As other reviews have pointed out, the attack was an extremely successful one for the Japanese from a military standpoint. By 1941, the only check on Japanese expansion in the Pacific was the United States Navy. Yamamoto's plan was bold and creative, but it depended a lot upon luck, as the film and the book point out. The United States had installed a radar facility that operated part-time, and did detect the first wave of incoming Japanese planes. The US was more concerned with sabotoge, and parked their planes closely together. The Japanese mini-submarine that was detected and sunk off Pearl Harbor should have raised alarms, but didn't.
It all points to a fundamental principal of war. Everyone got complacent. We thought Pearl was too far from Japan to attract an attack of that magnitude. We thought we would see the fleet or at least the Japanese planes long before they would present a threat. Our technology (radar) provided an extra safeguard, but wasn't properly used. Our cracking of the Japanese diplomatic code provided an extra sense that we would know of an attack prior to it happening.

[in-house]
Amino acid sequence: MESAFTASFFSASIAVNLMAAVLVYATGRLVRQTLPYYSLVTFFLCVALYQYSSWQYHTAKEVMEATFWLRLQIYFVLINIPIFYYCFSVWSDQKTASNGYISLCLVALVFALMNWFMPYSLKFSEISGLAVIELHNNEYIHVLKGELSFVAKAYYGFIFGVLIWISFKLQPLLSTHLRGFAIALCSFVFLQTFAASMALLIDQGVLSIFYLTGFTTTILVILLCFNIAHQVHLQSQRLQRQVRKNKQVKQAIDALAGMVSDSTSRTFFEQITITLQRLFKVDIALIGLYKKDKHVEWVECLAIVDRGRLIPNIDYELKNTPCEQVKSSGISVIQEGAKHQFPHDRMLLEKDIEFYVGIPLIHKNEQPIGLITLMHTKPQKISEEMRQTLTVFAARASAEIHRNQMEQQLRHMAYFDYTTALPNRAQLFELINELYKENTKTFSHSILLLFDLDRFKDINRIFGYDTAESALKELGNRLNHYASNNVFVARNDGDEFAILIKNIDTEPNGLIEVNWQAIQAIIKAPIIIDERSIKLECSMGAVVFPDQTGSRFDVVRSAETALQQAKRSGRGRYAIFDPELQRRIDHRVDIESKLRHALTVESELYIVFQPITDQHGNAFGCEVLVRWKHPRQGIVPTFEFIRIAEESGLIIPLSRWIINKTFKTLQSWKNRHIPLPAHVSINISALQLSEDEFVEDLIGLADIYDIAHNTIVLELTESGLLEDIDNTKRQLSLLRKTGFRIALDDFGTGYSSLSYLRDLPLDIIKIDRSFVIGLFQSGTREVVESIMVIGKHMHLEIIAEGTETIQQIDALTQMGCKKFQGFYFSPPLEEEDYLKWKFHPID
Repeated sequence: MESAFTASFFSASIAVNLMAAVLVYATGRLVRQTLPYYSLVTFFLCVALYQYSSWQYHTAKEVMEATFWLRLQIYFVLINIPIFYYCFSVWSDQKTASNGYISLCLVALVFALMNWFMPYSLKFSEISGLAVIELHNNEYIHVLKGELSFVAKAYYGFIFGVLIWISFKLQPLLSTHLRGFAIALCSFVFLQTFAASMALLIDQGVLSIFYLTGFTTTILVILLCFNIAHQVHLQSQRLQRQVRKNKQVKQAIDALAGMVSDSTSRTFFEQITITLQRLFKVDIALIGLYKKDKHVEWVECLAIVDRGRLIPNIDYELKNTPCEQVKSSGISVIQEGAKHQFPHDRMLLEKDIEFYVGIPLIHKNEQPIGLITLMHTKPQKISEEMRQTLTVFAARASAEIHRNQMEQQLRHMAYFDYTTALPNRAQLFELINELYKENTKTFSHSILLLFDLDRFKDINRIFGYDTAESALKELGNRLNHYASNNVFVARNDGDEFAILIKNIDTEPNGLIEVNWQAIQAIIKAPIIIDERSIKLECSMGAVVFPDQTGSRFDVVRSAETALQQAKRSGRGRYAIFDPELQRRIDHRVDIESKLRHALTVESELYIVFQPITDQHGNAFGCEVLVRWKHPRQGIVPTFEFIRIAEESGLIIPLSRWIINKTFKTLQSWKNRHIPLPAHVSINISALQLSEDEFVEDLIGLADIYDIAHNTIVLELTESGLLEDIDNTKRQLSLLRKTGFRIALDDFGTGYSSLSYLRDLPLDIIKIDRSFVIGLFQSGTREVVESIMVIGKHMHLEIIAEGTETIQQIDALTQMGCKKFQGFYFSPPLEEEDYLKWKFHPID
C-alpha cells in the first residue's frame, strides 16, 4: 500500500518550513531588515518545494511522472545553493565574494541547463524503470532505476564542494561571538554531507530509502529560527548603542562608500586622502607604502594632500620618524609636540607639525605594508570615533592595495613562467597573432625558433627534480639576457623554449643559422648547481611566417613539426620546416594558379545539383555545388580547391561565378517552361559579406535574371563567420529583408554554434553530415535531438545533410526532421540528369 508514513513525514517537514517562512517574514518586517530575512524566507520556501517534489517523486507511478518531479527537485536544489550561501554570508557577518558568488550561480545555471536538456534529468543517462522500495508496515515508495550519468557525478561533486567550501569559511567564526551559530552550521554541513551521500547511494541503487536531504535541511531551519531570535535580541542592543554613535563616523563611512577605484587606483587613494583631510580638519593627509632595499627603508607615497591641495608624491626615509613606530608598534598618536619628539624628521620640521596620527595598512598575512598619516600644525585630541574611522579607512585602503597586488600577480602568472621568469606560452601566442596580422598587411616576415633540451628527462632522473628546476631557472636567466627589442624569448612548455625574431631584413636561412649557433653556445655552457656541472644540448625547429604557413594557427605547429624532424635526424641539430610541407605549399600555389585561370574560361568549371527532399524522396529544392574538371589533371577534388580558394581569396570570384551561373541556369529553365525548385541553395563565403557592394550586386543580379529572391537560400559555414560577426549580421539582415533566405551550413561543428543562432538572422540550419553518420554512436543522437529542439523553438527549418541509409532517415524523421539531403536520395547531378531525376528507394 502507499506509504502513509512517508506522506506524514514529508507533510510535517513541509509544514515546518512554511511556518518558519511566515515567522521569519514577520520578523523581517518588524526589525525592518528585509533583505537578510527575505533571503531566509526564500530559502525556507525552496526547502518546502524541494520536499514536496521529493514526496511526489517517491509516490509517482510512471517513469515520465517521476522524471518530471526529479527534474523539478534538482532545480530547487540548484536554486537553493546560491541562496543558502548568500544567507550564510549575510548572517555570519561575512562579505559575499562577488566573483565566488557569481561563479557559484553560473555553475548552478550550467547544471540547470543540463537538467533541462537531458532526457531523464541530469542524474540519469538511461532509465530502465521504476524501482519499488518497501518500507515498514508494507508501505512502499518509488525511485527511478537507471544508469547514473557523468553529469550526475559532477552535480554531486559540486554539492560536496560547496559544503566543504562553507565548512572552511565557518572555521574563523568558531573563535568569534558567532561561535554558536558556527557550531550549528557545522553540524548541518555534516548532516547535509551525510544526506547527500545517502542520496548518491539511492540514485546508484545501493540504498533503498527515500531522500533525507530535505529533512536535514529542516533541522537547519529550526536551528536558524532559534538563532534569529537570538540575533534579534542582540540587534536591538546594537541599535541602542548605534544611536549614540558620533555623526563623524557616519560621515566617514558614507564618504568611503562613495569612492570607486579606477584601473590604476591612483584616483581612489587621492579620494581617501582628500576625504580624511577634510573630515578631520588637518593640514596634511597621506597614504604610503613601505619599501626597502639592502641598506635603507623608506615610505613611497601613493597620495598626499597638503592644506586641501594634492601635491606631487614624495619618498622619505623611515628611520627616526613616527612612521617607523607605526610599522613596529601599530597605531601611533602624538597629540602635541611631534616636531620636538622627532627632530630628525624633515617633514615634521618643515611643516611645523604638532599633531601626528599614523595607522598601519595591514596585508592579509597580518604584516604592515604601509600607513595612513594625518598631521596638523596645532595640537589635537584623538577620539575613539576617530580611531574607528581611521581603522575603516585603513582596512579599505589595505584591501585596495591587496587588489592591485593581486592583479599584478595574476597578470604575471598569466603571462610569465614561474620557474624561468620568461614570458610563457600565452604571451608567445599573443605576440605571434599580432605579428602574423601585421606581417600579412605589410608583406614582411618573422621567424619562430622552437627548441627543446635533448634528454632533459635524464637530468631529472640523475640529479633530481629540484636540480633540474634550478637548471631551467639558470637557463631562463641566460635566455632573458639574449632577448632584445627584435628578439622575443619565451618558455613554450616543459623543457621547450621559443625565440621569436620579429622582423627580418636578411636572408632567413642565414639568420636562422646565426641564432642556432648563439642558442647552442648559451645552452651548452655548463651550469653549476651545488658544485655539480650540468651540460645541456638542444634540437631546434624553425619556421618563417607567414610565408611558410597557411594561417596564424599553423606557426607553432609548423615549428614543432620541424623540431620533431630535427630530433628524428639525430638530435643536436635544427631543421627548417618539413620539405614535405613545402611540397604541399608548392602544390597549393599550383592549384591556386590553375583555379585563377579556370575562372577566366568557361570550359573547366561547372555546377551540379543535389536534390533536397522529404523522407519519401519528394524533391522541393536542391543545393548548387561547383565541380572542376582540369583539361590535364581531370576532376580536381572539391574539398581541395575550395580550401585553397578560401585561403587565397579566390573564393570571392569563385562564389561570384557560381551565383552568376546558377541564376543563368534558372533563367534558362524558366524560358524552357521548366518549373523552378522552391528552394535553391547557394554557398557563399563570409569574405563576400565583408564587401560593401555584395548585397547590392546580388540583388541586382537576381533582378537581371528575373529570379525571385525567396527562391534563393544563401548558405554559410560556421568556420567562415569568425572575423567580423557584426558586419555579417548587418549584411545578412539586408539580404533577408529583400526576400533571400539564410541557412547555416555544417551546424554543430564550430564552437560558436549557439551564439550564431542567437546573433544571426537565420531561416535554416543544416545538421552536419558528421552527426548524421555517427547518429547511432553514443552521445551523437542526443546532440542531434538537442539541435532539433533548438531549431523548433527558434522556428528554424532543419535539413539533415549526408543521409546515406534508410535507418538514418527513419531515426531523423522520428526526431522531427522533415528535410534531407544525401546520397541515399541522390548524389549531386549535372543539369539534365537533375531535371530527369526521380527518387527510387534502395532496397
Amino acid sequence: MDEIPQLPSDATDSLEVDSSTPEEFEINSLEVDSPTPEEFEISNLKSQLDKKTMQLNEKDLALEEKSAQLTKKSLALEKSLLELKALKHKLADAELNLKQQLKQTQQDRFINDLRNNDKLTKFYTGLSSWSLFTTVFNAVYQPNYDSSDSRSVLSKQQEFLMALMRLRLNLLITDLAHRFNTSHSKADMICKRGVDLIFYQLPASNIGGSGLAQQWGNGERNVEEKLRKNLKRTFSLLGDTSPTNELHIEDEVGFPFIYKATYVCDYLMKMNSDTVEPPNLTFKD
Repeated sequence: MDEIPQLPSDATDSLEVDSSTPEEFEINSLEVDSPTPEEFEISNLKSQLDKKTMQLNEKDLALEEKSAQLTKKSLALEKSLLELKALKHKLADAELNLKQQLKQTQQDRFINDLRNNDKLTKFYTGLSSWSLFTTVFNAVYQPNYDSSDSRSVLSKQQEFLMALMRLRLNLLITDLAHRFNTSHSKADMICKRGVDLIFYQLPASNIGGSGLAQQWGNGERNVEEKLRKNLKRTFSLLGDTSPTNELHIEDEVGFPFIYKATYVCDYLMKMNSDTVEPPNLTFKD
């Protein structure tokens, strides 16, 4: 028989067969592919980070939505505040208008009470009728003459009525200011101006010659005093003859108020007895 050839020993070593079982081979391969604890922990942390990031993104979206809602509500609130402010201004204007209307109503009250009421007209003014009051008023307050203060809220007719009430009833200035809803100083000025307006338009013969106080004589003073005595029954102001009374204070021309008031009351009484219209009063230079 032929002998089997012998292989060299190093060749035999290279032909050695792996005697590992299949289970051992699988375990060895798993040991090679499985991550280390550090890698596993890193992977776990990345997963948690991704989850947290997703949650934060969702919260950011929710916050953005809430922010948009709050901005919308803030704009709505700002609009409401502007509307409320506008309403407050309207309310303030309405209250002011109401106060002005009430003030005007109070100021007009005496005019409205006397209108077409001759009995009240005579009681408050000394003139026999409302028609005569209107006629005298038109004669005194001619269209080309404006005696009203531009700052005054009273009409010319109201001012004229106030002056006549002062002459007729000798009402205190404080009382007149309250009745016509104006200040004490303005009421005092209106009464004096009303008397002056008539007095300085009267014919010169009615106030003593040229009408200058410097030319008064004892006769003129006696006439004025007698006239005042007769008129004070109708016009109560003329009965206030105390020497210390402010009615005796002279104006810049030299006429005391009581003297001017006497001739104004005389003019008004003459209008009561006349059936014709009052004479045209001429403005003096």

I've read the transcript of the congressional inquiry into the attack that was undertaken in the late 1940s. It is fascinating. They point out one of the reasons we were complacent. There had been 'war warnings' sent out several times in late fall 1941, warning of an imminent Japanese attack somewhere in the Pacific. Nothing happened.
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3 of 3 people found the following review helpful